This free full text review in the EAACI journal Allergy examines the current understanding of refractory asthma. Why do inhaled corticosteroids seem to be ineffective in some patients with severe asthma? Some of the reasons are discussed below.
Inhaled corticosteroids (ICS) target gene transcription through their interactions with the glucocorticoid (GC) receptor (GR) at the glucocorticoid response element (GRE). The GC/GR complex enhances anti-inflammatory but inhibits pro-inflammatory mediator production. Classically, asthma has been described as a Th2-associated eosinophil-predominant disease, but recently alternative models have been described including a Th17-mediated neutrophil-predominant phenotype resulting in patients with more severe disease who may be less responsive to steroids.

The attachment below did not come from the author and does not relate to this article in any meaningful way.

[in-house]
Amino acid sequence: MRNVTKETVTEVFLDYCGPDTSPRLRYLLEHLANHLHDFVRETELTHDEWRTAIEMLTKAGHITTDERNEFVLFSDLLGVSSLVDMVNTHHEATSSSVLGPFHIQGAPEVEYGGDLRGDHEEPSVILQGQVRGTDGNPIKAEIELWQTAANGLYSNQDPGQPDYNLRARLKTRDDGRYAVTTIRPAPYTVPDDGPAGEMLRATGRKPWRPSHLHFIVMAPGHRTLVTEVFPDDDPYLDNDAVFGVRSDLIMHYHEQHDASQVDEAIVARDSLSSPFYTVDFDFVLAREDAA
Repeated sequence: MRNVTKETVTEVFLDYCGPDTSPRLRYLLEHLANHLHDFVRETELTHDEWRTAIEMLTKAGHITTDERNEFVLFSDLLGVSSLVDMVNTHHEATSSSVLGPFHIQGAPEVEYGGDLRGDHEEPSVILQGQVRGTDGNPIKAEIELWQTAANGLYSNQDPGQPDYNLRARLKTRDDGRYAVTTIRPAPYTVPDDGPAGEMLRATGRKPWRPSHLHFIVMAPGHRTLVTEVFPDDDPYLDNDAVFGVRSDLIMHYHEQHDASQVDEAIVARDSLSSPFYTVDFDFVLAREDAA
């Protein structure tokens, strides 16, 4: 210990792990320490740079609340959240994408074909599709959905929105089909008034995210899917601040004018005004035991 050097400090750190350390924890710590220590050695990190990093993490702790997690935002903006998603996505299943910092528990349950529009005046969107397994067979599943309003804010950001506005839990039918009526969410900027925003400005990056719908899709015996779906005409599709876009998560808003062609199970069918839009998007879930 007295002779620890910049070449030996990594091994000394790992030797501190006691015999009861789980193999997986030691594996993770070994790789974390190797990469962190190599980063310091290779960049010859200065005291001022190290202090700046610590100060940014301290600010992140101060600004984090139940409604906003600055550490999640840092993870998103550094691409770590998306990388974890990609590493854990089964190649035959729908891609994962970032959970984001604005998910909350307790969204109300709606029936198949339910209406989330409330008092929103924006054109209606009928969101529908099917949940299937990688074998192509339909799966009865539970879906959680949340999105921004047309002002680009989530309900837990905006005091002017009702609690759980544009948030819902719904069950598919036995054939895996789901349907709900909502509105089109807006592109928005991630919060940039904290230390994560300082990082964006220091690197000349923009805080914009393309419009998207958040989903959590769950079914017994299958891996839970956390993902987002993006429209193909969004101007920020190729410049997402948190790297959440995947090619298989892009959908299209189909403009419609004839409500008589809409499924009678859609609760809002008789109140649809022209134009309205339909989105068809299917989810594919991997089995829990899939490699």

Severe asthma - differential diagnosis and management (click to enlarge the image).
Additional mechanisms of steroid resistance include increased activity of GR phosphorylating kinases which modify the interactions of GR with transcription factors to inhibit the ability of GR to bind with GRE, leading to an increase in pro-inflammatory gene transcription. Oxidative stress also affects the balance between pro-inflammatory and anti-inflammatory gene transcription through the modification of transcription factors and cofactors (such as PI3K) leading to the inhibition of histone deacetylase 2.
Continued investigations into the mechanisms behind glucocorticoid resistance will lead to novel treatments that improve control of severe refractory asthma.
Refractory asthma: mechanisms, targets, and therapy. J. L. Trevor andJ. S. Deshane. Allergy, 29 APR 2014, DOI: 10.1111/all.12412.